FPVPilot.Com 6061 Hexacopter Build: First Experience - RCCanada - Canada Radio Controlled Hobby Forum
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Old 05-06-2012, 03:11 PM   #1
RCC Apprentice
I am: Adam M
Join Date: Mar 2011
Location: Edmonton Alberta
Radio of choice:
Futaba 7C
# of RCs: 4

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FPVPilot.com 6061 Hexacopter build

Hello everyone, this is my first ‘major’ helicopter build. All previous RCs of mine have been small and ready to fly out of the box (mCX2, mSR). My goal in purchasing a bigger heli was to use it for FPV down the road. Research leads me to believe that Multi Rotor Helicopters are the most stable solution for FPV and AP. Internet Searching brought me to the 6061 Hexacopter from FPVPilot.com so I pulled the trigger and purchased the ARF Kit. I am going to be using a 72Mhz Futaba 7c transmitter purchased used off RCCanada.ca so I did not buy the kit with the Turnigy transmitter.
Before I go into the specifics of the building process, I’ll preface this by saying that I’m new to all of this and will likely make mistakes and/or ask for advice along the way; I’m merely sharing my experience!

6061 Hexacopter – The Order

I had ordered the hexacopter on the FPVPilot.com website and was notified that payment was received on April 4th. It took a while for the Heli to come to me (I Live in Canada) as I received it May 2nd. Don’t panic if it takes a few weeks for your shipment to arrive, it’ll come eventually!

6061 Hexacopter – What’s In The Box

The box came with everything you’d think would be standard, but with a couple extras. I’m not sure if I am the beneficiary of a packaging mistake or if the extras are just an extra “thank you”.

7x Hexacopter Aluminum Arms (Sweet 1 extra!)
2x Center plates (Top and bottom)
25x Rubber Grommets or “Isolation Bushings” (Received 1 extra! WOOHOO)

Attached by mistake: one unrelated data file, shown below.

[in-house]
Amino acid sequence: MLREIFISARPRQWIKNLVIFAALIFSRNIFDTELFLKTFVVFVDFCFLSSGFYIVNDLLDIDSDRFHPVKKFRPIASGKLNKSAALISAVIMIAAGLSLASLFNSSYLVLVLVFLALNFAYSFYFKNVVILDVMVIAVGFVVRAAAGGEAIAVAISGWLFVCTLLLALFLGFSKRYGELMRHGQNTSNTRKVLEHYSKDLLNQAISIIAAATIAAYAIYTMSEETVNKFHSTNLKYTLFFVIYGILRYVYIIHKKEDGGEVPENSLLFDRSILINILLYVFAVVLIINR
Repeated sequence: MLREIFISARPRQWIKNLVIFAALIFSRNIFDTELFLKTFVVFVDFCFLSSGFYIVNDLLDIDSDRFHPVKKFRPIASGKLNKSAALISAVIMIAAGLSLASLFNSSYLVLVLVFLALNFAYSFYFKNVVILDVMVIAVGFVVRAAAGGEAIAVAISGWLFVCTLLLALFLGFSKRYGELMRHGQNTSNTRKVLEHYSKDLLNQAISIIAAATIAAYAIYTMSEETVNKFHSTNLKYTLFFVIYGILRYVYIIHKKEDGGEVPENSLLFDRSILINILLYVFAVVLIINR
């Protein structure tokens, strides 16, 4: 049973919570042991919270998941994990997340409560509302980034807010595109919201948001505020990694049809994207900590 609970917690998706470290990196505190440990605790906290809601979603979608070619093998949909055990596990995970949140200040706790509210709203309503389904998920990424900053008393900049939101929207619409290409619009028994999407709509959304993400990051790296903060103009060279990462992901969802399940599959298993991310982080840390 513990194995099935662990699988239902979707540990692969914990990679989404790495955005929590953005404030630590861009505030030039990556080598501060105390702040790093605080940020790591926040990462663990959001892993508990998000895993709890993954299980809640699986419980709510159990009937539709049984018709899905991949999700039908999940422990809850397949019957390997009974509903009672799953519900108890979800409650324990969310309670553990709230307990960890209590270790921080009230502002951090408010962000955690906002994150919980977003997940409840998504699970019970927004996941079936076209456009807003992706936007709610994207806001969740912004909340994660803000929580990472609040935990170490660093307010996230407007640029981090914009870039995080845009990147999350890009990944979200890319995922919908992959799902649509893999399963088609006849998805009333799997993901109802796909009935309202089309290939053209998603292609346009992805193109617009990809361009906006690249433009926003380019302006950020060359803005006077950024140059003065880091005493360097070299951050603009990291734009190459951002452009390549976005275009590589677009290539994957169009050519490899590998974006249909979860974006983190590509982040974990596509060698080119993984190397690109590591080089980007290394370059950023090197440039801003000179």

6x RCTimer 30A ESCs
6x RCTimer 2836-9 880kv Brushless Outrunner Motors
1x KK Multicontroller board v 5.5 preprogrammed for a Hexacopter
1x USB Programming thingy for KK Board
1x Sticky foam pad + sticky velcro
1x CRIUS v0.2 Battery PCB (Unexpected but is probably cleaner than a wiring harness!)
1x Another USB dongle of some kind.. Says CRIUS on it – NO idea what this is. EXTRAAAAS!
1x Package with red/black wires, Deans T connector and Heatshrink tubing for the Battery PCB
1x Package of 3.5mm Bullet Connectors (Male/Female)
1x Package of black zip ties
4x servo type leads (For Ail/Rud/Elev/Throttle connections from KK to Receiver)
8x Propellers (4 Clockwise 4 Counter-Clockwise)
3x 12” Lengths of Heat shrink tubing 1x Red, 1x Blue, 1x Black

6061 Hexacopter – Setup Part 1: Soldering Bullet Connectors

This kit comes as ARF and so there is some soldering and setup to do! This section deals with the soldering portion. I had researched some tricks on how to solder bullet connectors and I found one very handy trick for holding the connectors in place while you solder everything in.
Take a piece of scrap 2x4 and drill some 11/64” holes into it. The depth should only be as deep as is needed to hold bullet connector and keep it from falling over.

Place some bullet connectors into the holes you’ve made, face down, with the backs up in the air. Using your soldering iron, Melt some solder into the back to 3/4 fill the hole. Keeping the heat on, grab your wire lead with your free hand and also hold its tip against the soldering iron tip and the connector. When things heat up, submerse the lead into the ‘pool’ of solder you’ve created into the back of the bullet connector and remove the heat. Hold still. Let cool. Done!
Doing things this way was stupid quick.

Each ESC will use 3 female bullet connectors to connect to the 3 male bullet connectors of a motor. Normally you’d use heat shrink tubing to cover the connectors in such a way as to make sure they do not touch each other and create an electrical short (Shorts are a no no, especially on hairy legged women, but I digress).
All told you should be soldering 18 male connectors onto the 6 motors, and 18 female connectors onto the 6 ESC motor lead wires. The 2 extra leads on each ESC that connect to the power source should be left alone for now.

6061 Hexacopter – Setup Part 2: The Hexacopter Frame